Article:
Oil prices fell to seven-month lows today after news of increases in supply by several key producers, a trend that has undermined attempts by OPEC and others to support the market through reduced output. 

Benchmark Brent dropped $1.29 to a low of $45.62 a barrel, its weakest since November 15.

This was two weeks before OPEC and other producers agreed to cut output by 1.8 million barrels per day (bpd) for six months from January. 

The US crude futures contract for July fell $1.27 to $42.93, its lowest since November 14, before recovering to around $43.10. 

Both benchmarks are down more than 15% since late May, when the Organisation of the Petroleum Exporting Countries, Russia and other producers extended limits on output until the end of March 2018. 

OPEC supplies jumped in May as output recovered in Libya and Nigeria, both exempt from the production reduction agreement. 

Libya's oil production rose more than 50,000 bpd to 885,000 bpd after the state oil company settled a dispute with Germany's Wintershall, a Libyan source told Reuters.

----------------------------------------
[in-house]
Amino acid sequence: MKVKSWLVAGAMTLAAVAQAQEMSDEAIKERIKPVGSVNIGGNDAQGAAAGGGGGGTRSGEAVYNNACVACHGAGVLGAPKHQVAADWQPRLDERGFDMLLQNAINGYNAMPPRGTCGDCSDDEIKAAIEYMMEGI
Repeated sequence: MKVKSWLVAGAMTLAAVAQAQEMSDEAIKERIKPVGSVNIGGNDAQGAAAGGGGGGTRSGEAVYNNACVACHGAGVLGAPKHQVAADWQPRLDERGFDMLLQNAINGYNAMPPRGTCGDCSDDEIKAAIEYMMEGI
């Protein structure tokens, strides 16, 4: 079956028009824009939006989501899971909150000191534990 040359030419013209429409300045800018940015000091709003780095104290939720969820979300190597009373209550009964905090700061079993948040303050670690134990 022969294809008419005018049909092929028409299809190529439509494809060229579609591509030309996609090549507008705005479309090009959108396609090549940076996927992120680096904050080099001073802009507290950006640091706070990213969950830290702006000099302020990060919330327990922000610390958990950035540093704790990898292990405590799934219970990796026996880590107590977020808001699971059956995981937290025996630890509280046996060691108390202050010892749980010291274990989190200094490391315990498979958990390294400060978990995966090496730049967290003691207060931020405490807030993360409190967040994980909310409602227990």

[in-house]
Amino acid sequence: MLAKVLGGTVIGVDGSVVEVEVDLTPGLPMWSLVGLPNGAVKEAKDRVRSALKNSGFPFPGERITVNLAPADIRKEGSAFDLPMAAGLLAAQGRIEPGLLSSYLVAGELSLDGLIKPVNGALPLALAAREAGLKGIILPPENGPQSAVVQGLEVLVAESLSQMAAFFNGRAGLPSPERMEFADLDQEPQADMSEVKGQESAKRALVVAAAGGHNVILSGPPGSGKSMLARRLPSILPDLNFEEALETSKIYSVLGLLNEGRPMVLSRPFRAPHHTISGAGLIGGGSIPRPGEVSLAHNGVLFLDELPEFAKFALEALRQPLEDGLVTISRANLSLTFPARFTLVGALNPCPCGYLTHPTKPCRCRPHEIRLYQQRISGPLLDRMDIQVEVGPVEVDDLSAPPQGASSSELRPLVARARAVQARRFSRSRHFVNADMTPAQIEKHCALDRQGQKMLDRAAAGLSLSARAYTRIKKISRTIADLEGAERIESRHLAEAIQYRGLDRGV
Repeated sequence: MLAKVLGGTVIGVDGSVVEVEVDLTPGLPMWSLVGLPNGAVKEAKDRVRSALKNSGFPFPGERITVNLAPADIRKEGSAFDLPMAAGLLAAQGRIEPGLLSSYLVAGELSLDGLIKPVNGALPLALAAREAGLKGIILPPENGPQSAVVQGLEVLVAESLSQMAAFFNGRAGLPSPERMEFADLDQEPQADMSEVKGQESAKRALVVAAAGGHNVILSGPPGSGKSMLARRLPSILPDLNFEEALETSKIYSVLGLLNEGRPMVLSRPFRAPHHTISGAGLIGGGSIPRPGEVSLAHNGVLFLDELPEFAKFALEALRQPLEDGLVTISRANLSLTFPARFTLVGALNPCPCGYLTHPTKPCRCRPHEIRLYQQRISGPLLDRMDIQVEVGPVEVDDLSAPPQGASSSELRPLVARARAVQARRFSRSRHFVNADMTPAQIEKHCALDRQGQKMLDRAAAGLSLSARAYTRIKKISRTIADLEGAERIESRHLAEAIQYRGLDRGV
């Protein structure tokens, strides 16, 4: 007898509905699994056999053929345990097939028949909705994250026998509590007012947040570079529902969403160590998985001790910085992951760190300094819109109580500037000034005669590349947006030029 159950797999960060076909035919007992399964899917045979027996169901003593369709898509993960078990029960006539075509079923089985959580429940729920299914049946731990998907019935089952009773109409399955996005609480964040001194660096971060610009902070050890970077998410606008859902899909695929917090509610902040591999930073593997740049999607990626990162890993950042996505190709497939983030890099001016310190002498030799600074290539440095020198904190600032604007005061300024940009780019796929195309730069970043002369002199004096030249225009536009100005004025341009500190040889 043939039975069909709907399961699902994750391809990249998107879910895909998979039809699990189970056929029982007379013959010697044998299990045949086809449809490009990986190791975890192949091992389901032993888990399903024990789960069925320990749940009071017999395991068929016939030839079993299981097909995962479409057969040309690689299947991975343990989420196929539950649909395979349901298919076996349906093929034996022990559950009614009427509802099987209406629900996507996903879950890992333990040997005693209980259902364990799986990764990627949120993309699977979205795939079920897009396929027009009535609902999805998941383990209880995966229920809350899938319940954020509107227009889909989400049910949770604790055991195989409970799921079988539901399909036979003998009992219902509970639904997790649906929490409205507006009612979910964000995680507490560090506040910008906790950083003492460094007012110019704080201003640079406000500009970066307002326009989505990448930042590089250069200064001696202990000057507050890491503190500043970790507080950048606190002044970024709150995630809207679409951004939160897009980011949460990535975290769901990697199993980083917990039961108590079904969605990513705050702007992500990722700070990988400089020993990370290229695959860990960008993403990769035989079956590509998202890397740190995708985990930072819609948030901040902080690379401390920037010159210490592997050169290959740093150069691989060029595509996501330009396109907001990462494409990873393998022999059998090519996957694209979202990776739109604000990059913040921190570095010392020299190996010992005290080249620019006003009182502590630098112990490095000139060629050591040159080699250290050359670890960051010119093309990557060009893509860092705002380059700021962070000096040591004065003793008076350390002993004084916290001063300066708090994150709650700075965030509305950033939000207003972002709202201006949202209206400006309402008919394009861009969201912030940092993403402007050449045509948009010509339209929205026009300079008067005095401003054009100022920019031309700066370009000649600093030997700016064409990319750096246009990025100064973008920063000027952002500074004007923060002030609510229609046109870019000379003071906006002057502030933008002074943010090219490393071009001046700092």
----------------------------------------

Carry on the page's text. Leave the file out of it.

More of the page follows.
Nigerian oil supply is also rising. Exports of Nigeria's Bonny Light crude are set to reach 226,000 bpd in August, up from 164,000 bpd in July, loading programmes show. 

US oil production has been rising quickly this year, feeding the global glut. Data on Friday showed a record 22nd consecutive week of increases in US oil drilling rigs. 

"Recent data points are not encouraging," Morgan Stanley analysts said in a note to clients. 

But Saudi Energy Minister Khalid al-Falih said the oil market is heading in the right direction and just needs time to rebalance, the London-based newspaper Asharq al-Awsat reported this week.